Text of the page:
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Incorporating the Experience of the Financial Crisis

Posted in Big Ideas, Investing Expertise

How should financial education incorporate the experience of the 2007-2009 financial crisis? In their May 2014 publication entitled Investment Management: A Science to Teach or an Art fo Learn?, Frank Fabozzi, Sergio Focardi and Caroline Jonas summarize the current approach to teaching finance theory and examine post-crisis criticisms and defenses of this approach via review of textbooks and studies and through interviews with finance professors, asset managers and other market players. Based on these sources, they conclude that:

  • Despite vague terms, unrealistic assumptions and empirical failures, current teaching mostly addresses mainstream neoclassical theories (based on bounded rationality, the Efficient Market Hypothesis [EMH], rational expectations and crash risk as external to the system).
  • The financial crisis emphasizes shortcomings of neoclassical theories, as follows:
    • The benefits of diversification change with the market environment.
    • Poor forecasting ability renders portfolio optimization of little use.
    • In practice, the Capital Asset Pricing Model (CAPM) is just a primitive approximation.
    • The rationality assumption of EMH is incompatible with large market swings.
  • While neoclassical theories are likely to continue dominating finance education, there is some rebalancing toward opposing beliefs that teaching should:
    • Acknowledge that extant theories of financial markets are weak.
    • Accept that CAPM is wrong and address it only for historical context.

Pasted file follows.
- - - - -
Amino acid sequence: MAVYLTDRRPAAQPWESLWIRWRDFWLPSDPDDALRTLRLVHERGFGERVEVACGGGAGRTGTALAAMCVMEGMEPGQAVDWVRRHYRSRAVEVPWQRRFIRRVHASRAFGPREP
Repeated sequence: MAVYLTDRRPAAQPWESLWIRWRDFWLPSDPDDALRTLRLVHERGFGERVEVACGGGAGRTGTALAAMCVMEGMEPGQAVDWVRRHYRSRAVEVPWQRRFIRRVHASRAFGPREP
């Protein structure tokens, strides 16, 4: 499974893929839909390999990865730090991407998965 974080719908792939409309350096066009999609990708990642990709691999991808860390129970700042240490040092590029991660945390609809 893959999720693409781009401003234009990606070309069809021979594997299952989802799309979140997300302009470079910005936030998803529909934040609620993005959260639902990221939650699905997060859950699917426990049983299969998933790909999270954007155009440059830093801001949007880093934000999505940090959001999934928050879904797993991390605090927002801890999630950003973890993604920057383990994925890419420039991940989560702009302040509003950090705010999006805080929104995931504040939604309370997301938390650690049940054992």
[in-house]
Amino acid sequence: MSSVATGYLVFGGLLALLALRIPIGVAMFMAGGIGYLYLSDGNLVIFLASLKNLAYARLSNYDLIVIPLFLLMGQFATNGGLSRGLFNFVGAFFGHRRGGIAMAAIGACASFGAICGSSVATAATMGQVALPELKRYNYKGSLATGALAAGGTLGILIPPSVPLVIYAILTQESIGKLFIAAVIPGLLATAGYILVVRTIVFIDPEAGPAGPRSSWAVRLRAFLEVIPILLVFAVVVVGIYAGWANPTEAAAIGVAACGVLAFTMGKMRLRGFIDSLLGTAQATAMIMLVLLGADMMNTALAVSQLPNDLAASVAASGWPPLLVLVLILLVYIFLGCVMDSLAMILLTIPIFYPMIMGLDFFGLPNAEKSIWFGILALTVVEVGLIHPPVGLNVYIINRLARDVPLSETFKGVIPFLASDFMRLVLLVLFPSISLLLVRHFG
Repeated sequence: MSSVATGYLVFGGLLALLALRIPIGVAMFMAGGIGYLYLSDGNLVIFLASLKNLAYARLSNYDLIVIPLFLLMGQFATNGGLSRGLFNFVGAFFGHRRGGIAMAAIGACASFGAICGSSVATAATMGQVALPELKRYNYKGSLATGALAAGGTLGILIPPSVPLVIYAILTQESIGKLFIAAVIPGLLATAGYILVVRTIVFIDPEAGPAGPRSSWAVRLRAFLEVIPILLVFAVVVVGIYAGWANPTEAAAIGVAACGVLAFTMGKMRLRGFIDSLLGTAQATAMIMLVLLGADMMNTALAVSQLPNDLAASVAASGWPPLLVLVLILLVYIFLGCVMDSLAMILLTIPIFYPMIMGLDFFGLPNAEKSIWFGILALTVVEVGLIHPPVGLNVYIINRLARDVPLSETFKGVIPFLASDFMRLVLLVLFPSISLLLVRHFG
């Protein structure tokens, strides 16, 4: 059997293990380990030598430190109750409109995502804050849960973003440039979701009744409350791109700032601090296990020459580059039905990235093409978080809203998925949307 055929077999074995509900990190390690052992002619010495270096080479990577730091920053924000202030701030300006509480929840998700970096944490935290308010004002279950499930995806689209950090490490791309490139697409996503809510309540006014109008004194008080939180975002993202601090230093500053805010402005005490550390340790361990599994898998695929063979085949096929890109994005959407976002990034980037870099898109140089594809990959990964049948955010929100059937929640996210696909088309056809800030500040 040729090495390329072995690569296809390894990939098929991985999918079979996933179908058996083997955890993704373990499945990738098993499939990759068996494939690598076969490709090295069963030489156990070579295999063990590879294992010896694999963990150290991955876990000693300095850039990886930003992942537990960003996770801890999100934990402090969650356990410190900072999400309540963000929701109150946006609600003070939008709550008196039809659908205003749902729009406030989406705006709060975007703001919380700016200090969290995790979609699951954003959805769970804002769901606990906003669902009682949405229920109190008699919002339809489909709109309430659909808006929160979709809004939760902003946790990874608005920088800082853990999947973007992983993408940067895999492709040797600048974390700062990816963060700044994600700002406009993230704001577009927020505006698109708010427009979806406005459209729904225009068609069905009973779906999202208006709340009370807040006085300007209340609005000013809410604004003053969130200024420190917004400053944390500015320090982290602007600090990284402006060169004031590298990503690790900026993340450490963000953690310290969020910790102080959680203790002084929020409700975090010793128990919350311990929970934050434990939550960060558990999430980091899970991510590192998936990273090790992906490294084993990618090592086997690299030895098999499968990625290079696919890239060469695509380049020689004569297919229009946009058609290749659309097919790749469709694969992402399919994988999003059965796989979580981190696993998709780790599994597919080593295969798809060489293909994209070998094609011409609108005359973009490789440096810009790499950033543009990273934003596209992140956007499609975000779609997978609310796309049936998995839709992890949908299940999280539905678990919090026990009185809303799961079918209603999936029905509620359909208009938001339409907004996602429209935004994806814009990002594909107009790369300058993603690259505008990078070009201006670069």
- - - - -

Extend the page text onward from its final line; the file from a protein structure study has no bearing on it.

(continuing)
• Acknowledge that pricing via (unpredictable) discounted future cash flows is scientifically weak.
    • Address EMH critically with evidence of anomalies, or replace it entirely with the study of market predictability.
    • Incorporate fat tails, financial system instabilities and geopolitical risk into risk analysis.
    • Address crises as potentially generated somewhat predictably within financial systems rather than caused by external events.
  • Elements deficient in, or largely missing from, finance curricula include:
    • The importance of qualitative reasoning versus quantitative prediction.
    • Economics as a social system rather than a body of natural laws.
    • The history of financial markets for context regarding irrational exuberance.
    • Intuitive input to statistical modeling.
    • Risk management with non-normal return distributions.
  • Investment firms want managers with both mathematical skill and the ability to think critically based on broad knowledge, including a good sense of the possible and the impossible.

In summary, the 2007-2009 financial crisis appears to be nudging generally accepted finance education principles away from mainstream neoclassical theories.

Cautions regarding conclusions include:

  • Surveyed experts may not represent all important points of view.
  • The trend in beliefs may over-emphasize recent history.
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